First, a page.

Once a design is created, code is written and test cases have been approved, developers can use CaliberRM to determine the cost of any changes made in midstream. Based on requirement updates in CaliberRM's traceability feature, developers can work out more accurate timelines and provide better feedback to architects. After a system goes into production, CaliberRM can also be used to capture subsequent versions of applications and provide change-management updates to developers as new versions of applications are written.

Requirements can also be demoted at any stage in the design process. CaliberRM provides an orderly way to postpone requirements between application versions, so developers do not have to make any adjustments in code to circumvent unneeded features in a current version. Architects also can extract features from designs and hold them for future use.

CaliberRM provides an inheritance model that standardizes and manages commonly used requirements. By separating often-used requirements, architects can reuse them at any point in a project. Moreover, these requirements act like templates and can be inherited across multiple projects. This mechanism is extremely powerful because changes made to these requirements can help architects revise multiple systems at once. To some degree, gathering requirements is still more of an art than a science.

Although CaliberRM closes that gap by integrating with Borland's and Microsoft's development products, it does not collect metrics from these products. Since hard metrics that are picked up during the development and implementation cycles are not used, CaliberRM's project-estimation algorithms are based on personal insight from architects. Borland's three-tier channel program provides partners with rebates, MDFs and marketing support.

Tier one and tier two partners receive in-person sales training on a quarterly basis, while tier three members rely on material from the company's sales portal.

Borland offers channel account managers and inside sales representatives to support partners, including system engineers, whenever they are needed. Borland CaliberRM As an enterprise moves toward a service-oriented architecture, software architects must rely on thorough application-requirements gathering techniques to manage the information collected from end users and business analysts.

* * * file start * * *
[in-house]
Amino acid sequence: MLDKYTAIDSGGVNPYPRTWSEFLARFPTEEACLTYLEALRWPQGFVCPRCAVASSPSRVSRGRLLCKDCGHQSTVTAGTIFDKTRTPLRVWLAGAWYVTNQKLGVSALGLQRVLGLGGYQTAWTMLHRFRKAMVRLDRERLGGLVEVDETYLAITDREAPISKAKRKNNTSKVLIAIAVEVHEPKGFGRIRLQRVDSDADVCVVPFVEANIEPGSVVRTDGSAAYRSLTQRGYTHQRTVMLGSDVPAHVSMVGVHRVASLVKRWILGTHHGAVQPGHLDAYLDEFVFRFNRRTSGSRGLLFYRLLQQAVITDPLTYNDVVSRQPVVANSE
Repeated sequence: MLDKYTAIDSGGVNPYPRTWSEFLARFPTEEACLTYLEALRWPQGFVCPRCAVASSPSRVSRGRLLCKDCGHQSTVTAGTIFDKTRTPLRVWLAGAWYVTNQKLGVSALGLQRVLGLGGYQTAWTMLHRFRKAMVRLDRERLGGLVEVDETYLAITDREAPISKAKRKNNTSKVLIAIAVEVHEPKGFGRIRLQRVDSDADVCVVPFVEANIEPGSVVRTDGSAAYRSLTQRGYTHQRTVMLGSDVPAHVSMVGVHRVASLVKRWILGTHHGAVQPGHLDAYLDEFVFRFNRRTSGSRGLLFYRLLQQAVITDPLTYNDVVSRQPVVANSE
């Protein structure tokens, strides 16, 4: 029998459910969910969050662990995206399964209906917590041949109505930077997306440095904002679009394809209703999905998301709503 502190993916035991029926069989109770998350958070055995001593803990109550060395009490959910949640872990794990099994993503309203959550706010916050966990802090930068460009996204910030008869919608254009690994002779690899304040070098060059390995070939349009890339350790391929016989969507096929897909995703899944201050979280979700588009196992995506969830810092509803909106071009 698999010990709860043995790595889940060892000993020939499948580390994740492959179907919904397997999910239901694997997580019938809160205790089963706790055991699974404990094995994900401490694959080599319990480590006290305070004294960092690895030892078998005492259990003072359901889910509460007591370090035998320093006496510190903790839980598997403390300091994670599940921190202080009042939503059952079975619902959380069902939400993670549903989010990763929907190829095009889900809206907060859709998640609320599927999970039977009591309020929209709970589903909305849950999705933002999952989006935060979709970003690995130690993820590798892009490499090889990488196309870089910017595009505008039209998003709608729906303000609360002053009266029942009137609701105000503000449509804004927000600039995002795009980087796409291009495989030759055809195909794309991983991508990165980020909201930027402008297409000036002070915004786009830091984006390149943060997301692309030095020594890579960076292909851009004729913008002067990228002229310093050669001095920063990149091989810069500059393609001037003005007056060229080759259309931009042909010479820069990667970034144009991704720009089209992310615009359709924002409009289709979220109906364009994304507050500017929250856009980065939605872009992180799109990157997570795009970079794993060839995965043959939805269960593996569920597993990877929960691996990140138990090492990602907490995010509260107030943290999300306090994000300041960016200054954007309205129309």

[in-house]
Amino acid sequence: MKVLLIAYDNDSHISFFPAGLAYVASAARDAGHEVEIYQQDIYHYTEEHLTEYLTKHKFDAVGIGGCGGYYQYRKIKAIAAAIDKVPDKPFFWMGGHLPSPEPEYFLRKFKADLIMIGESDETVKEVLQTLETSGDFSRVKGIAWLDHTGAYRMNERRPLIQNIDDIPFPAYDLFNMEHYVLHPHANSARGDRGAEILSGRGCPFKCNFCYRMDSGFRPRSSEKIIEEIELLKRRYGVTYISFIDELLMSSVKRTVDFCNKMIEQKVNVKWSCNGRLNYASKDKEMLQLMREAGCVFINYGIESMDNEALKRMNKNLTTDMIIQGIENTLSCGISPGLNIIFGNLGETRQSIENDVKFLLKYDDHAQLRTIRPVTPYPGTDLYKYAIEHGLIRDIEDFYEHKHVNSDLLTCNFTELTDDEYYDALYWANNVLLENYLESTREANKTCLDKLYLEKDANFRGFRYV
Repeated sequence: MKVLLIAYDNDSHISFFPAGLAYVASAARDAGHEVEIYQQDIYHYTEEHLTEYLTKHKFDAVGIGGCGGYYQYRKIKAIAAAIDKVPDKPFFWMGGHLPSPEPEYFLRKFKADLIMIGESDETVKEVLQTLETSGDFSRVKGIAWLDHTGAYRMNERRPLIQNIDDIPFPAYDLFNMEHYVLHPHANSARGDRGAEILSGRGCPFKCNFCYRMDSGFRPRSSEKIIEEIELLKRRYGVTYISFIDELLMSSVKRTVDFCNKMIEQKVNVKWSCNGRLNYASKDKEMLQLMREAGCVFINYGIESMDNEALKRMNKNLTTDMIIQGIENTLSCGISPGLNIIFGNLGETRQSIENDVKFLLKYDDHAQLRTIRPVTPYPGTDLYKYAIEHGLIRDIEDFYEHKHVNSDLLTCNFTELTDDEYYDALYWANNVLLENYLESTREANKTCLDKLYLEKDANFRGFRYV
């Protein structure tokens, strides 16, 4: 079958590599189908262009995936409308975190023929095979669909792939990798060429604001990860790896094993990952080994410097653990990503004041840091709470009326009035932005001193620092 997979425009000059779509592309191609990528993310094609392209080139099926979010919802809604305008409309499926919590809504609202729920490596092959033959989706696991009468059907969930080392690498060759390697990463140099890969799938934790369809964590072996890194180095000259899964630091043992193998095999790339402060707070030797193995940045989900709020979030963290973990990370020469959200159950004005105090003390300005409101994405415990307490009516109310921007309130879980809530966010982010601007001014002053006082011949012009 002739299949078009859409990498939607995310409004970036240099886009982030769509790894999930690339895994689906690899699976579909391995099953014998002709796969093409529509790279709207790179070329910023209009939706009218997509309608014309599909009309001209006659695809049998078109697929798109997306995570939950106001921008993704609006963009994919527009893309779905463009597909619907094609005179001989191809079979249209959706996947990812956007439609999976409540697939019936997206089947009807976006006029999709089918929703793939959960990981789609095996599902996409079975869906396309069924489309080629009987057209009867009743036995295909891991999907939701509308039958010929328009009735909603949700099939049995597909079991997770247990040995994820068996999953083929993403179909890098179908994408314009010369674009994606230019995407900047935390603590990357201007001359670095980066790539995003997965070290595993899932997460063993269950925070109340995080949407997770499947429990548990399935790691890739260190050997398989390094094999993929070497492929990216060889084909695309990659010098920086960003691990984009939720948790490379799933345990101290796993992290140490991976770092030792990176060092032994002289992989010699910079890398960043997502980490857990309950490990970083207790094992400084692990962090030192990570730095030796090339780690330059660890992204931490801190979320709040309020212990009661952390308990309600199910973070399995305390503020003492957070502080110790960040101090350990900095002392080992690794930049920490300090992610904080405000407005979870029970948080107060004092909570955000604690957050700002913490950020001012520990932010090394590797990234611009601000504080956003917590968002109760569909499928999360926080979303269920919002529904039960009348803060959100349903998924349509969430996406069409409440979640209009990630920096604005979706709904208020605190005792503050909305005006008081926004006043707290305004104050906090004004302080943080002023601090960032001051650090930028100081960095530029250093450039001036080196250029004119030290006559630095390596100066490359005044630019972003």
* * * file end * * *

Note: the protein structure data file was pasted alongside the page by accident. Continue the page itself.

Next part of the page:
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CaliberRM Tutorial

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BorlandĀ® CaliberRMĀ® 2006 Release Notes

We strongly recommend you download the Web readme as it contains updated Known Issues and Limitations for each component. Existing customers must have at least 2. Only one of the supported languages can be installed, and it should be installed on the matching operating system. However, English can be installed on non-English operating systems. See the Installation Guide for details. Note that there are separate instructions to install the client on a different machine than the server. Workaround: 1.

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Borland CaliberRM

As an enterprise moves toward a service-oriented architecture, software architects must rely on thorough application-requirements gathering techniques to manage the information collected from end users and business analysts. The process of capturing business requirements is still done mostly the old-fashioned way. Business analysts usually sit down with users to discuss the business functions they need. That information is then divided into single requirements and organized by business function. While requirements gathering tools can improve this process, few can do it as well as Borland's CaliberRM. CaliberRM arrives with a robust server and database engine that can support hundreds of simultaneous users. Borland's tool places annotations into its version control engine to track ongoing changes.